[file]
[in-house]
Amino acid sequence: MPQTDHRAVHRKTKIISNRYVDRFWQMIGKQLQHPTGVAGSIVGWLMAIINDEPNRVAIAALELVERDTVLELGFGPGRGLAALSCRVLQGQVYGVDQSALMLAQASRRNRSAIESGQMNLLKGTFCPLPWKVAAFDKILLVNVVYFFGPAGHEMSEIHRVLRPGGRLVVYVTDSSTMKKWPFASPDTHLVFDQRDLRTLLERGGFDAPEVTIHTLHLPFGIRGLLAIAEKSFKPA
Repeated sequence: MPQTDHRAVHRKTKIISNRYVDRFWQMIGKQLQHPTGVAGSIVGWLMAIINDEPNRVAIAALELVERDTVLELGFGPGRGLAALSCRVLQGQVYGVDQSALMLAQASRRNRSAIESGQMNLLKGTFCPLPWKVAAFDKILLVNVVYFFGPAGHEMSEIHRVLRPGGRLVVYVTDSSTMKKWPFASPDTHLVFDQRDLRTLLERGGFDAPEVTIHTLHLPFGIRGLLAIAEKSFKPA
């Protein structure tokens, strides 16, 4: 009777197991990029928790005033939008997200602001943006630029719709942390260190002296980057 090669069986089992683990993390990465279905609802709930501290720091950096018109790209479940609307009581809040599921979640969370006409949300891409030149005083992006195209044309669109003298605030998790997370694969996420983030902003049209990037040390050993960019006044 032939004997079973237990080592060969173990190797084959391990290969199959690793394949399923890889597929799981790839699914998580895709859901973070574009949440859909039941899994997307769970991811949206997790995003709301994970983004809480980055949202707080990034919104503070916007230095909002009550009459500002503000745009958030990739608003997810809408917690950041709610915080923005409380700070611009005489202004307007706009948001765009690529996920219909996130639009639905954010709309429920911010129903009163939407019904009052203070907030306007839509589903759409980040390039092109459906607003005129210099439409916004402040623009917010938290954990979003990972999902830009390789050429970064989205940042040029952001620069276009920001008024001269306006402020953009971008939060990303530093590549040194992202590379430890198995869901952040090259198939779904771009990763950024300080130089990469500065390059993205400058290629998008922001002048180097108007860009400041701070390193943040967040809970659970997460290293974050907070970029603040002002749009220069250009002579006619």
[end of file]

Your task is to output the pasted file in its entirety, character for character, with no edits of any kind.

[in-house]
Amino acid sequence: MPQTDHRAVHRKTKIISNRYVDRFWQMIGKQLQHPTGVAGSIVGWLMAIINDEPNRVAIAALELVERDTVLELGFGPGRGLAALSCRVLQGQVYGVDQSALMLAQASRRNRSAIESGQMNLLKGTFCPLPWKVAAFDKILLVNVVYFFGPAGHEMSEIHRVLRPGGRLVVYVTDSSTMKKWPFASPDTHLVFDQRDLRTLLERGGFDAPEVTIHTLHLPFGIRGLLAIAEKSFKPA
Repeated sequence: MPQTDHRAVHRKTKIISNRYVDRFWQMIGKQLQHPTGVAGSIVGWLMAIINDEPNRVAIAALELVERDTVLELGFGPGRGLAALSCRVLQGQVYGVDQSALMLAQASRRNRSAIESGQMNLLKGTFCPLPWKVAAFDKILLVNVVYFFGPAGHEMSEIHRVLRPGGRLVVYVTDSSTMKKWPFASPDTHLVFDQRDLRTLLERGGFDAPEVTIHTLHLPFGIRGLLAIAEKSFKPA
């Protein structure tokens, strides 16, 4: 009777197991990029928790005033939008997200602001943006630029719709942390260190002296980057 090669069986089992683990993390990465279905609802709930501290720091950096018109790209479940609307009581809040599921979640969370006409949300891409030149005083992006195209044309669109003298605030998790997370694969996420983030902003049209990037040390050993960019006044 032939004997079973237990080592060969173990190797084959391990290969199959690793394949399923890889597929799981790839699914998580895709859901973070574009949440859909039941899994997307769970991811949206997790995003709301994970983004809480980055949202707080990034919104503070916007230095909002009550009459500002503000745009958030990739608003997810809408917690950041709610915080923005409380700070611009005489202004307007706009948001765009690529996920219909996130639009639905954010709309429920911010129903009163939407019904009052203070907030306007839509589903759409980040390039092109459906607003005129210099439409916004402040623009917010938290954990979003990972999902830009390789050429970064989205940042040029952001620069276009920001008024001269306006402020953009971008939060990303530093590549040194992202590379430890198995869901952040090259198939779904771009990763950024300080130089990469500065390059993205400058290629998008922001002048180097108007860009400041701070390193943040967040809970659970997460290293974050907070970029603040002002749009220069250009002579006619």